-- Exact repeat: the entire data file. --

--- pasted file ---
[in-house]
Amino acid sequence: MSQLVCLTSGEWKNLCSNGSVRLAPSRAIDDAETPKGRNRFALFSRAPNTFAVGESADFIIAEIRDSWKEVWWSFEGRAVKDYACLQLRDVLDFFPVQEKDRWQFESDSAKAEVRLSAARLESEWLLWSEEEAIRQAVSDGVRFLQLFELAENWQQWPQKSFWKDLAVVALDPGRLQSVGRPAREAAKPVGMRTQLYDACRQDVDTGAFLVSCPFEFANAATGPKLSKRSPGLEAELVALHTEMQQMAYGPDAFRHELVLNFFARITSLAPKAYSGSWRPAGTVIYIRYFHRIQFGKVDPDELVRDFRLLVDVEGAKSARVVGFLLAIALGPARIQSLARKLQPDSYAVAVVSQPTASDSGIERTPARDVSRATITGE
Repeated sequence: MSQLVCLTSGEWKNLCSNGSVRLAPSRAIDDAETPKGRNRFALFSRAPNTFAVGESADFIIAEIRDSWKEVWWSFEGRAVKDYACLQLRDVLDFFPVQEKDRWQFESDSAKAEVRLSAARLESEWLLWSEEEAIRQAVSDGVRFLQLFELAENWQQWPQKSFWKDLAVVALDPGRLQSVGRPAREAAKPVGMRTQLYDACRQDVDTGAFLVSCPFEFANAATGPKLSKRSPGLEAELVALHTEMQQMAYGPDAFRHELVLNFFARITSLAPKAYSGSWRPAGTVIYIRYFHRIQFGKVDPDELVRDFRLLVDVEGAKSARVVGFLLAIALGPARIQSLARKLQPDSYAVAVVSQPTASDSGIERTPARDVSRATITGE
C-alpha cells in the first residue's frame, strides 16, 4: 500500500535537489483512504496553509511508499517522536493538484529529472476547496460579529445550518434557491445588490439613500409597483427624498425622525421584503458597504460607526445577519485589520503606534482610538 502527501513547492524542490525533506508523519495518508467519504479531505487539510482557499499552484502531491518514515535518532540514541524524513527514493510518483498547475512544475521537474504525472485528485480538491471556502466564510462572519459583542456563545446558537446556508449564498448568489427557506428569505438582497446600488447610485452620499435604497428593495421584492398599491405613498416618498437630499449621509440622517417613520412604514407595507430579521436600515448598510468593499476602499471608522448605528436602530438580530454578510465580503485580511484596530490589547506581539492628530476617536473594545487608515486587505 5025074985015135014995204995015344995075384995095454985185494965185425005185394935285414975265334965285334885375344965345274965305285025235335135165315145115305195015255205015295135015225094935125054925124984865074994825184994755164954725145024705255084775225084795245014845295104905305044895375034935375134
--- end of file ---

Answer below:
[in-house]
Amino acid sequence: MSQLVCLTSGEWKNLCSNGSVRLAPSRAIDDAETPKGRNRFALFSRAPNTFAVGESADFIIAEIRDSWKEVWWSFEGRAVKDYACLQLRDVLDFFPVQEKDRWQFESDSAKAEVRLSAARLESEWLLWSEEEAIRQAVSDGVRFLQLFELAENWQQWPQKSFWKDLAVVALDPGRLQSVGRPAREAAKPVGMRTQLYDACRQDVDTGAFLVSCPFEFANAATGPKLSKRSPGLEAELVALHTEMQQMAYGPDAFRHELVLNFFARITSLAPKAYSGSWRPAGTVIYIRYFHRIQFGKVDPDELVRDFRLLVDVEGAKSARVVGFLLAIALGPARIQSLARKLQPDSYAVAVVSQPTASDSGIERTPARDVSRATITGE
Repeated sequence: MSQLVCLTSGEWKNLCSNGSVRLAPSRAIDDAETPKGRNRFALFSRAPNTFAVGESADFIIAEIRDSWKEVWWSFEGRAVKDYACLQLRDVLDFFPVQEKDRWQFESDSAKAEVRLSAARLESEWLLWSEEEAIRQAVSDGVRFLQLFELAENWQQWPQKSFWKDLAVVALDPGRLQSVGRPAREAAKPVGMRTQLYDACRQDVDTGAFLVSCPFEFANAATGPKLSKRSPGLEAELVALHTEMQQMAYGPDAFRHELVLNFFARITSLAPKAYSGSWRPAGTVIYIRYFHRIQFGKVDPDELVRDFRLLVDVEGAKSARVVGFLLAIALGPARIQSLARKLQPDSYAVAVVSQPTASDSGIERTPARDVSRATITGE
C-alpha cells in the first residue's frame, strides 16, 4: 500500500535537489483512504496553509511508499517522536493538484529529472476547496460579529445550518434557491445588490439613500409597483427624498425622525421584503458597504460607526445577519485589520503606534482610538 502527501513547492524542490525533506508523519495518508467519504479531505487539510482557499499552484502531491518514515535518532540514541524524513527514493510518483498547475512544475521537474504525472485528485480538491471556502466564510462572519459583542456563545446558537446556508449564498448568489427557506428569505438582497446600488447610485452620499435604497428593495421584492398599491405613498416618498437630499449621509440622517417613520412604514407595507430579521436600515448598510468593499476602499471608522448605528436602530438580530454578510465580503485580511484596530490589547506581539492628530476617536473594545487608515486587505 5025074985015135014995204995015344995075384995095454985185494965185425005185394935285414975265334965285334885375344965345274965305285025235335135165315145115305195015255205015295135015225094935125054925124984865074994825184994755164954725145024705255084775225084795245014845295104905305044895375034935375134